It think there is a call for us to be more in tune with our own bodies, rhythms, cycles, needs and wants and what works for us/what doesn’t. We cannot do everything alone, so that means we do need to also look outside ourselves for assistance – that may be perspective, a plant, a person or it may be a pill. But a pill should be at the end of the line only when there isn’t an alternative. Many pills just deal with the symptoms, helping us to forget that there may have been a legitimate source worth looking at and exploring rather than suppressing, numbing or ignoring. Instead of saying “why do I have a headache?”, we pop 2 Panado’s and live like it never happened. We may have eaten something our body didn’t need/like, we may have pushed too hard physically, we may be sleep deprived. Not facing those things doesn’t mean they go away – it means that they come back again, and again, until we do face them. Or until they compound and manifest as a far more serious issue. While pain killers certainly have their place, even the name indicates the harshness of effect. Metaphysically, pain can be the key to unlocking pleasure as well as the key to healing. So killing pain can set back/postpone our development.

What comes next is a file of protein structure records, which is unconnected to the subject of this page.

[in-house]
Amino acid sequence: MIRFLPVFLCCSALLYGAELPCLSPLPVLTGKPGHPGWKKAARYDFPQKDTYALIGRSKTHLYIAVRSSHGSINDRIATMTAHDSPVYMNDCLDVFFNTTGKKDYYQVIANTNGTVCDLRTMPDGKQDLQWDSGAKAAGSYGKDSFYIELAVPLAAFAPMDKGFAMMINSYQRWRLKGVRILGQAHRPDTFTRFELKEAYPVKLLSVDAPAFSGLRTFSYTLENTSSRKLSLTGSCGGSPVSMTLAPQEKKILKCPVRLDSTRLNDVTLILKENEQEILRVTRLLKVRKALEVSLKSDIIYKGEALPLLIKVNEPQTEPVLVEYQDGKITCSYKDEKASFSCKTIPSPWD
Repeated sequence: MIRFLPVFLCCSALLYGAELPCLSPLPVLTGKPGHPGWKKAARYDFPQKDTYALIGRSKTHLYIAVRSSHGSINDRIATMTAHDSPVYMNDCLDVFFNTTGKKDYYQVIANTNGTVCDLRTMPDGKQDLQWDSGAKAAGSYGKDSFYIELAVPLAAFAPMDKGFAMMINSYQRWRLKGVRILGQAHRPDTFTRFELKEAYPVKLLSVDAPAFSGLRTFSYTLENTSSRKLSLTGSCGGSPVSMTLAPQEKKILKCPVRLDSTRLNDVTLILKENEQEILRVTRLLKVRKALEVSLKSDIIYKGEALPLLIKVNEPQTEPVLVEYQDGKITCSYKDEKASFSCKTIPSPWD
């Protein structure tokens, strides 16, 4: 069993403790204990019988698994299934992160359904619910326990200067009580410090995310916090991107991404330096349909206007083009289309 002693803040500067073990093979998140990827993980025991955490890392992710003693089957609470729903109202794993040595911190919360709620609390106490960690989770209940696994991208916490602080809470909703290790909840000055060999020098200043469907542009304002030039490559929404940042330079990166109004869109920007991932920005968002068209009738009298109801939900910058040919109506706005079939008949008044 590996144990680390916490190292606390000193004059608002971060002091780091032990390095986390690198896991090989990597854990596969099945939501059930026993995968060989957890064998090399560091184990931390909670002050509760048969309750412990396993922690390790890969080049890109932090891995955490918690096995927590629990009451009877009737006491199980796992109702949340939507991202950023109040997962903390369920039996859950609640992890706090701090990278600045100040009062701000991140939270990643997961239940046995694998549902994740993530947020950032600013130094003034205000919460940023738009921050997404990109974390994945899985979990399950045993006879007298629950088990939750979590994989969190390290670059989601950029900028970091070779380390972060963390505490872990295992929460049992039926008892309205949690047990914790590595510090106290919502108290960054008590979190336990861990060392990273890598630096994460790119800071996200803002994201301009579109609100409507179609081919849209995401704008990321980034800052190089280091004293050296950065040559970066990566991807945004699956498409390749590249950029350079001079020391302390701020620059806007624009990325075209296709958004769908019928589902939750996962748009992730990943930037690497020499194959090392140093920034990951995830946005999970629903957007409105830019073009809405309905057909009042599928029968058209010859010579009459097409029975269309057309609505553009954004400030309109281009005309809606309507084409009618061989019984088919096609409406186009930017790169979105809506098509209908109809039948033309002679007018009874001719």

We need to take responsibility for our own health – it is not our doctor’s responsibility. They can assist if we need them, but how we live our daily lives is the foundation of our health. I am sensing increasingly that part of sustainability is a need for us all to seek to enhance our health through nutrition, to the point where if we become sensitive enough to our bodies, we will know what we need more or less of to “tweak” how we are experiencing life through our bodies. That means developing an intimate knowledge of the solids, liquids and gasses we put into our bodies on a daily basis. We need to look closely at what we consume to truly understand why we physically feel the way we do, which of course impacts our minds, emotions and spirits in a holistic system and vice versa.